Tunstall, East Riding of Yorkshire
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Tunstall, East Riding of Yorkshire

Tunstall is a village in Holderness, in the East Riding of Yorkshire, England, close to the North Sea coast.


Cliffs and beach at Tunstall beach

Tunstall village is located in the civil parish of Roos in Holderness, in the East Riding of Yorkshire, England. It is situated approximately 3 miles (4.8 km) north-west of the town of Withernsea, and less than 0.6 miles (1 km) from the North Sea coast, at a height of 10 to 15 m (33 to 49 ft) above sea level, and close to the Greenwich Meridian.[1]

The coast at Tunstall is eroding at an average rate of 1.1 to 2 m (3 ft 7 in to 6 ft 7 in) a year.[2]

To the south-east of Tunstall is a 126 acres (0.51 km2), 550 pitch caravan holiday park, Sand le Mere Holiday Village.[3][4]


Tunstall was recorded in the Domesday Book as "Tunestal", within the manor of Withernsea.[5] The church of All Saints was originally of Norman construction, with many later alterations in the 13th and 14th centuries, primarily of beach cobble with stone dressings; a tower was added in the 15th century.[6]

A number of buildings in the village date to the early 18th century, including the cobble-built Town Farmhouse, Manor Farmhouse and nearby barn. The brick-built Hall Farmhouse was constructed in the later 18th century,[7] An enclosure act for the land around the village was passed in 1777.[8] The Kings Arms public house dates back to at least the 1850s.[9]

In 1823 inhabitants in the village numbered 163. Occupations included eight farmers, two shopkeepers, a tailor, a corn factor, and the landlady of the Cock public house. A carrier operated between the village and Hull on Tuesdays. Tunstall was close to the coastal Sand le Mar, an area frequented by neighbouring village inhabitants collecting sand and pebbles for the repair of roads.[10]

During the anti-invasion preparations of the Second World War a number of fortifications were constructed near Tunstall, including: a minefield north of the village, a weapons pit, several coastal pillboxes,[11] and tank traps.[12]

After the end of the Second World War, one of the pillbox structures was re-used as a nuclear explosion monitoring post (Royal Observer Corps Monitoring Post) during the Cold War period.[13]

The Greenwich meridian was marked by a re-sited trig point in 1999; the marker fell into the sea in 2003 as a result of coastal erosion.[14]

In 2016, a 'Golf-Ball' style weather station was installed near the village to monitor weather conditions around the Westermost Rough wind farm. The inhabitants of Tunstall would like to see its removal as they believe its radar has been the cause of a number of rare cancers in the villagers. A report by East Riding County Council determined the radar extended a 60° beam outwards across the sea and the nearest homes were outside the field of this beam. Ørsted, the Westermost Rough wind farm operating company, have stated that the radar is within international guidelines and have applied to extend the life of the station to 2019.[15]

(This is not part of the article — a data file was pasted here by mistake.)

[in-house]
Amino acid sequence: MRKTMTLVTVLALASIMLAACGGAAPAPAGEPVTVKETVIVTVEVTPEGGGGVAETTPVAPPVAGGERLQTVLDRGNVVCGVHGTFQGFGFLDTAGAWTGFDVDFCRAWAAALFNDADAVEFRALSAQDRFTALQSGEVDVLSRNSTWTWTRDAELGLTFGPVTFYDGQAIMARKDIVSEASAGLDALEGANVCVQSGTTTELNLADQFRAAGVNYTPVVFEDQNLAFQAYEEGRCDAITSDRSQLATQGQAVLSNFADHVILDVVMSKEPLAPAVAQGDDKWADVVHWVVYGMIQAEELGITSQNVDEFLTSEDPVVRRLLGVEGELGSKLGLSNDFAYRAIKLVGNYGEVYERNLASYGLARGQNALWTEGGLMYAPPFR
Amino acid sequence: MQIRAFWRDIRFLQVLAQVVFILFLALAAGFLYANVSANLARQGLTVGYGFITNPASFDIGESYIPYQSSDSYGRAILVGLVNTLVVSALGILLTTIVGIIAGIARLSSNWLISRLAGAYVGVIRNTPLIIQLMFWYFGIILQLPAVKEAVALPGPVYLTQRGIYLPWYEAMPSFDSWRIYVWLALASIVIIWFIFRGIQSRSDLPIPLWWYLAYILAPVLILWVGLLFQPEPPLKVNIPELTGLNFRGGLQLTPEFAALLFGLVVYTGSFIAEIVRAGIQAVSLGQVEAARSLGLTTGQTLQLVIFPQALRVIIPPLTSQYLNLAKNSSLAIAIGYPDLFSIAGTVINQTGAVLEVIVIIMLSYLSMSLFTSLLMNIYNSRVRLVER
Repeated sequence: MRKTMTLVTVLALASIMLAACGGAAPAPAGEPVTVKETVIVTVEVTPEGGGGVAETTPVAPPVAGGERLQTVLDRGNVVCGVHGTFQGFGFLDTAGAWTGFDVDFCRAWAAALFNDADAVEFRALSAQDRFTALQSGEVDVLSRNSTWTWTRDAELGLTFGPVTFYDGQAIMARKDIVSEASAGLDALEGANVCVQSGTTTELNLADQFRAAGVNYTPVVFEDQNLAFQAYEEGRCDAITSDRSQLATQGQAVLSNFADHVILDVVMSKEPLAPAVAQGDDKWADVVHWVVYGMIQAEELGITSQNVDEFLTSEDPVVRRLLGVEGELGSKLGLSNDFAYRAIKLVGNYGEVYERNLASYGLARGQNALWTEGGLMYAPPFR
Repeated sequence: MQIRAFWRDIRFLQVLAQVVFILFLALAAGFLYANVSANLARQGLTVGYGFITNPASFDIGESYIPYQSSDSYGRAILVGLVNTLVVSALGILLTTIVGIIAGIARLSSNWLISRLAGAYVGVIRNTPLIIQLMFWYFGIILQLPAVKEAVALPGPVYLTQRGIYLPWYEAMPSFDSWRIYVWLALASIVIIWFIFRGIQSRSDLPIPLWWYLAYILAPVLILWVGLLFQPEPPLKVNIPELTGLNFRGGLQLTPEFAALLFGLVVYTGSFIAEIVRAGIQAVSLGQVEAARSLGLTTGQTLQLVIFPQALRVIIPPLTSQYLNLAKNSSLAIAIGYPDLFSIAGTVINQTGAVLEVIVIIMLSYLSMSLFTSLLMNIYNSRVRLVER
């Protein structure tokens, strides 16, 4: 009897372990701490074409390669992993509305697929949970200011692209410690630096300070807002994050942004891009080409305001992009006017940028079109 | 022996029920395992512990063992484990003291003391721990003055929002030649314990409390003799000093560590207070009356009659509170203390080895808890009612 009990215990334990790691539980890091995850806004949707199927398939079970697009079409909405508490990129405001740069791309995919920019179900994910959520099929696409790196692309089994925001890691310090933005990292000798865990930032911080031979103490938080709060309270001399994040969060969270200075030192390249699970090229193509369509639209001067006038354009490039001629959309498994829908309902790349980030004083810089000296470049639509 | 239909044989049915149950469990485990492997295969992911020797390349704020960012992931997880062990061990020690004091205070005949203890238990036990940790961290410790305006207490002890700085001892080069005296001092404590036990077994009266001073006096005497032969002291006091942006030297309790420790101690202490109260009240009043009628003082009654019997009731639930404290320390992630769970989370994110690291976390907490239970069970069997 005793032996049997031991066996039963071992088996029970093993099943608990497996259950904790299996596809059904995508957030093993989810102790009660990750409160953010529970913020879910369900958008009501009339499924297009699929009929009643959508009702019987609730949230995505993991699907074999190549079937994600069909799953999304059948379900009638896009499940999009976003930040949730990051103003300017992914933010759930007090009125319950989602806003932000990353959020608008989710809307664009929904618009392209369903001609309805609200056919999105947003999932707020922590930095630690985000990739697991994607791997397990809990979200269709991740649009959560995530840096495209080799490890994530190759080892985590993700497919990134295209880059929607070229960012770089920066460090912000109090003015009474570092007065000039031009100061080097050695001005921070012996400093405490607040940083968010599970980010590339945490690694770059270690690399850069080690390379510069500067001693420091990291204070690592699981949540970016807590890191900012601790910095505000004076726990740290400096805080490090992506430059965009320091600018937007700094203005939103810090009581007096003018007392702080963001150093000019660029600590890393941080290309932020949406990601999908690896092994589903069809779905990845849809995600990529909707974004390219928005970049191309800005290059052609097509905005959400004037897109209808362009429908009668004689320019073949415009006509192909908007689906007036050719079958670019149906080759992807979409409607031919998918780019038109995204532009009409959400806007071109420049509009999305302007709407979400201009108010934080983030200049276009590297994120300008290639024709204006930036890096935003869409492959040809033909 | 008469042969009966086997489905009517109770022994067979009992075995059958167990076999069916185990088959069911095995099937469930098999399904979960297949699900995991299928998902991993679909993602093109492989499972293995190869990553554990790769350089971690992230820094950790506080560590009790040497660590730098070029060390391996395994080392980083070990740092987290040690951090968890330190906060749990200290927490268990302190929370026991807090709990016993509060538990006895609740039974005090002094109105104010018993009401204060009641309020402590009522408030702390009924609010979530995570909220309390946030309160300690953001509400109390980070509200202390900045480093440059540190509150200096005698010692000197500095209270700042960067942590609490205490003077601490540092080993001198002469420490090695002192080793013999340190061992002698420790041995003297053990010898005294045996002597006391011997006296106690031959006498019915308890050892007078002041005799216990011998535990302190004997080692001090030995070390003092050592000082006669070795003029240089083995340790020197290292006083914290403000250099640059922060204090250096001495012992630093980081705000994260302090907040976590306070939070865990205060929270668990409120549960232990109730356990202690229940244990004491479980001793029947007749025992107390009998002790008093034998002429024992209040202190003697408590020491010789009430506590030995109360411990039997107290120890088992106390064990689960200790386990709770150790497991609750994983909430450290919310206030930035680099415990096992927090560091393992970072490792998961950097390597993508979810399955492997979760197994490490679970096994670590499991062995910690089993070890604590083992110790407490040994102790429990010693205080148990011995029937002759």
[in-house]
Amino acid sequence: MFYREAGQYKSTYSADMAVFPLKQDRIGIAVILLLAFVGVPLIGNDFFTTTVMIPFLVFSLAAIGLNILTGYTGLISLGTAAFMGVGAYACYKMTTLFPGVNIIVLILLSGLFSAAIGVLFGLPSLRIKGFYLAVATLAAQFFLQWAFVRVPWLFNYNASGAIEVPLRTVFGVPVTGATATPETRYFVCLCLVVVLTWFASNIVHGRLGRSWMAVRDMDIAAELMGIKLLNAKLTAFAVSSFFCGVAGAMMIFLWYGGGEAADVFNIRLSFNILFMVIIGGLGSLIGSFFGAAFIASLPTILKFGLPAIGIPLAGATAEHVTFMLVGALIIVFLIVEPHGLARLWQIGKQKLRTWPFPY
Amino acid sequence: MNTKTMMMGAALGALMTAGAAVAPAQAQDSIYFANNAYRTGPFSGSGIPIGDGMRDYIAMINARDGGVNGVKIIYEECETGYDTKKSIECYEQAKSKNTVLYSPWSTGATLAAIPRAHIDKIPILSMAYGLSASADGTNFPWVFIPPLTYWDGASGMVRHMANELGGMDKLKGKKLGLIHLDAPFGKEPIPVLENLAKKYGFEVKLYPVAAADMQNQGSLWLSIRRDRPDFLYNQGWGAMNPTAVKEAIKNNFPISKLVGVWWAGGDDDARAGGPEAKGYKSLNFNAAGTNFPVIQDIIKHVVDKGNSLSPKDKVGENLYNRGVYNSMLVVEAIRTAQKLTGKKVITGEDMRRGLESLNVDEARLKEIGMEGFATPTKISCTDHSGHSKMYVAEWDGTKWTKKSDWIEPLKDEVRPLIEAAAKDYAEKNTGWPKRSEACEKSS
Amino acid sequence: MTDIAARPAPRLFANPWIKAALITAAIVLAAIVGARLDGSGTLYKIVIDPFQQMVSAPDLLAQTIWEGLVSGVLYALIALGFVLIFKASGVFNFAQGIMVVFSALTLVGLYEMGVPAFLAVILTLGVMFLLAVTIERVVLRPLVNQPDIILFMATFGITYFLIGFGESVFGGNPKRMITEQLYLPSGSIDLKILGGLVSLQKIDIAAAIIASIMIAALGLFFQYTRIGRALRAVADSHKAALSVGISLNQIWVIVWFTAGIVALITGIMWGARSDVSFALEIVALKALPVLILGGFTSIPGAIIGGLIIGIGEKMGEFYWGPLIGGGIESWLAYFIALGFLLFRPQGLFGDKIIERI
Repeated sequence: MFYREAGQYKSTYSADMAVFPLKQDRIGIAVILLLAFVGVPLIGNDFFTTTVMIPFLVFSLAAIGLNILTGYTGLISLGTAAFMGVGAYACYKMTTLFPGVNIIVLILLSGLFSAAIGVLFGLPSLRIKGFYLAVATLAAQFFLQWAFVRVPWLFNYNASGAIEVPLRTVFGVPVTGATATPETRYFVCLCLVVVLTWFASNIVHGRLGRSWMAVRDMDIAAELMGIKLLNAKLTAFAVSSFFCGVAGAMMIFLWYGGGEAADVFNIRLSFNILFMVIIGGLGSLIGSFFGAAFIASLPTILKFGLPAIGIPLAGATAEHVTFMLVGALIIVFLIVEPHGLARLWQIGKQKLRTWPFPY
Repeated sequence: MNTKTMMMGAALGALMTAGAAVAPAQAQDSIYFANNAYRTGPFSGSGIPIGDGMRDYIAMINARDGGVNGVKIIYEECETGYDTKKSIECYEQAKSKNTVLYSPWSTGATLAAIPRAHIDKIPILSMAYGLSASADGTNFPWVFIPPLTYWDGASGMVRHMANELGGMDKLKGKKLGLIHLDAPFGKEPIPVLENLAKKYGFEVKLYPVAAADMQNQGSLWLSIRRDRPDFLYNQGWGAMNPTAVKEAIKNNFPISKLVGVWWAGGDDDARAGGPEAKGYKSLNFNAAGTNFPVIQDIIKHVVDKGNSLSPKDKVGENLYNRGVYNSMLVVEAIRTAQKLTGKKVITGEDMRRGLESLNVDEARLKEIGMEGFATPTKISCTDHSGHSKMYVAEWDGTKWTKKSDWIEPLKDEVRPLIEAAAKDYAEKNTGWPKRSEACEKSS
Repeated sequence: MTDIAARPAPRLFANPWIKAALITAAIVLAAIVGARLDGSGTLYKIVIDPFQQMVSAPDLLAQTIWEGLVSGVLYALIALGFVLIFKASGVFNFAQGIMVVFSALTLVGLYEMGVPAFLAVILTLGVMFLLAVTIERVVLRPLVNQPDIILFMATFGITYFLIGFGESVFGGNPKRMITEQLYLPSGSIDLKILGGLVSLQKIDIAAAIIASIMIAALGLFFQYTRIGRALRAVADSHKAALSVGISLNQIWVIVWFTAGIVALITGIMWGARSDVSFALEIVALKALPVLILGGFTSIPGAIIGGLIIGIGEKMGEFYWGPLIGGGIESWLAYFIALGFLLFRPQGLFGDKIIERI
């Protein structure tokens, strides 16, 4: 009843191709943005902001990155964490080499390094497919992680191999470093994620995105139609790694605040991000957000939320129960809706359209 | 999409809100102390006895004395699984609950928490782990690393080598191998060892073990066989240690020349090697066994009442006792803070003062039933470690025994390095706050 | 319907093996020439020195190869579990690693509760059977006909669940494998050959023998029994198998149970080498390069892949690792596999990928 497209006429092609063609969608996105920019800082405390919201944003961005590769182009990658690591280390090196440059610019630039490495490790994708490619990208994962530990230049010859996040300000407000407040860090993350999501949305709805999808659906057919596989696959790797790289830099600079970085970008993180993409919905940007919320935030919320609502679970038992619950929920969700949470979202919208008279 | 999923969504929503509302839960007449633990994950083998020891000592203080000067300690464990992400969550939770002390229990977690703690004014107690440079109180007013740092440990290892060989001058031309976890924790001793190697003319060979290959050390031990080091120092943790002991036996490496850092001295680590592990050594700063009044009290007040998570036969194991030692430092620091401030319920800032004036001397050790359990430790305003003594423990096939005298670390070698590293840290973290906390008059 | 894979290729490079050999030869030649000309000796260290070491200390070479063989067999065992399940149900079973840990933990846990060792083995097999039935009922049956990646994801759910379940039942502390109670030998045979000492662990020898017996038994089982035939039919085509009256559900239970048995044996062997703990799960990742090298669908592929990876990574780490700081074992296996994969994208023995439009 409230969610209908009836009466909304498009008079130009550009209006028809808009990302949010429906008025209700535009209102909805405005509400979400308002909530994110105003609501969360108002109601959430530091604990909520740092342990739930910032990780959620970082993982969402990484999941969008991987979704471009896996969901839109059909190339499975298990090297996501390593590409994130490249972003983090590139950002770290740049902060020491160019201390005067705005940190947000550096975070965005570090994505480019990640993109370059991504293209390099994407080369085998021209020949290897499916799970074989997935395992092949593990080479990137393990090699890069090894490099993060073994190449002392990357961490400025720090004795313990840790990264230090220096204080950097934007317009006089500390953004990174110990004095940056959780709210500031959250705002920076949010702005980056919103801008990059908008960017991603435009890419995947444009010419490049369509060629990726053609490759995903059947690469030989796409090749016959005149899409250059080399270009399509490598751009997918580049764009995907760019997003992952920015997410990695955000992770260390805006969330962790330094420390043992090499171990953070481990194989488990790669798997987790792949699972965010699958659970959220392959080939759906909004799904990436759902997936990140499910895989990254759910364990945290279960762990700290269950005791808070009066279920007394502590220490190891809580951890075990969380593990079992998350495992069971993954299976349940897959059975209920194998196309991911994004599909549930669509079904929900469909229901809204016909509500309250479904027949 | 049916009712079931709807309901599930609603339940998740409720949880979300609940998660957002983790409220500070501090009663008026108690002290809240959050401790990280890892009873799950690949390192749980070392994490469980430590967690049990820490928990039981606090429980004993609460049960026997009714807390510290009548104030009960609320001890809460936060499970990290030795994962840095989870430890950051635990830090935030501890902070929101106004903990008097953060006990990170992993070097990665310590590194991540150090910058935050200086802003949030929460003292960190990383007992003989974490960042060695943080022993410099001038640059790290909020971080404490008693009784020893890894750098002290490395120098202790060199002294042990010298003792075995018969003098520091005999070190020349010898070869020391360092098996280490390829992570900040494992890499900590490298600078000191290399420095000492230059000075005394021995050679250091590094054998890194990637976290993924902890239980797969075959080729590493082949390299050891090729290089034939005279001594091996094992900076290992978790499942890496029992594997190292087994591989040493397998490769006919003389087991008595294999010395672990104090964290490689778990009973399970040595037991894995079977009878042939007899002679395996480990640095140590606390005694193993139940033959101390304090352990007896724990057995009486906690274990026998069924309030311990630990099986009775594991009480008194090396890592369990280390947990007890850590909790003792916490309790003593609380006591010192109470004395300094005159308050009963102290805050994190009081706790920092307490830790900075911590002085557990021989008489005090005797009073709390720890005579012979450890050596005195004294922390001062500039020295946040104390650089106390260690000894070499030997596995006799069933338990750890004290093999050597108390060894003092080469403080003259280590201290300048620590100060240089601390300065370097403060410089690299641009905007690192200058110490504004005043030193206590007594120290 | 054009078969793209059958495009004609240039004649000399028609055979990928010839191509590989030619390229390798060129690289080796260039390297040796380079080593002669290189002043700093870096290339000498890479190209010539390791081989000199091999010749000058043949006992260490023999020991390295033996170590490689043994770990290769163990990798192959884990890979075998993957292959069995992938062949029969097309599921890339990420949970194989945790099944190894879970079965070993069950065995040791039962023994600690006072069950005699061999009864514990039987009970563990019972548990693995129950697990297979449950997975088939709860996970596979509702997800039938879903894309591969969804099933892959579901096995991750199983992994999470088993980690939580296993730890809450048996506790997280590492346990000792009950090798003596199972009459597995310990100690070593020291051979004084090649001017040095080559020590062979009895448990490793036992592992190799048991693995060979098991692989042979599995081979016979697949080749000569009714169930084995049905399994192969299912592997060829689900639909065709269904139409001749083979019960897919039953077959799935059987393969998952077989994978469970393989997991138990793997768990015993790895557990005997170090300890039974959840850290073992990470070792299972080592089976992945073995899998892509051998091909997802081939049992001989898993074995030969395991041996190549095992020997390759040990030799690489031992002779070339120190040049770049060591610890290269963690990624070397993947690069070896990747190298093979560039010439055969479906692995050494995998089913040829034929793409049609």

Tunstall forms part of the civil parish of Roos and is represented locally by Roos Parish Council[16] while at county level is in the South East Holderness ward of the East Riding of Yorkshire Council.[17] At a parliamentary level it is part of the Beverley and Holderness constituency which is represented by Graham Stuart of the Conservative Party. While at European level it is in the Yorkshire and the Humber constituency.


  1. ^ Ordnance Survey, 1:25000, 2007
  2. ^ "Erosion & Flooding in the Parish of Roos". www.hull.ac.uk. East Riding of Yorkshire Council data sets, posts 71-79. Retrieved 2013.. Figures from 1950 to early 2000s.
  3. ^ "We'll tow our caravan park to the top!: New owners have plans for seaside site". This is Hull and East Riding. 15 October 2010. Retrieved 2012.
  4. ^ "About Sand le Mere Holiday Village, East Yorkshire". www.sand-le-mere.co.uk. Archived from the original on 5 December 2012. Retrieved 2013.
  5. ^ Tunstall in the Domesday Book. Retrieved 4 December 2012.
  6. ^ Historic England. "Church of All Saints (1216255)". National Heritage List for England. Retrieved 2012.
  7. ^ There is a barn to the rear of a bus shelter, which is 17th century or early 18th in date.
  8. ^ Tunstall Enclosure Bill. Journals of the House of Lords. 35. 17 March 1777. pp. 89, 17 Geo. III.
  9. ^ Historic England. "The Kings Arms (1545854)". PastScape. Retrieved 2013.
  10. ^ Baines, Edward (1823). History, Directory & Gazetteer of the County of York. p. 396. ISBN 1230139141.
  11. ^
  12. ^ Stacey, Andrew. "Holderness : Tunstall". Retrieved 2012.
  13. ^ Historic England. "Monument No. 932200". PastScape. Retrieved 2013. Built on top of a Second World War lozenge shaped pillbox, see Historic England. "Monument No. 917371". PastScape. Retrieved 2013.
  14. ^ Dolan, Graham. "The Greenwich Meridian : Tunstal". www.thegreenwichmeridian.org. Retrieved 2012.
  15. ^ Mitchinson, James, ed. (12 December 2017). "Village fears weather station causes cancer". The Yorkshire Post. p. 7. ISSN 0963-1496.
  16. ^ "Parish Description". Roos Parish Council. Retrieved 2014.
  17. ^ Gazetteer — A–Z of Towns Villages and Hamlets. East Riding of Yorkshire Council. 2006. p. 11.


  • Gazetteer - A-Z of Towns Villages and Hamlets. East Riding of Yorkshire Council. 2006. p. 11.

External links

Media related to Tunstall at Wikimedia Commons

  This article uses material from the Wikipedia page available here. It is released under the Creative Commons Attribution-Share-Alike License 3.0.



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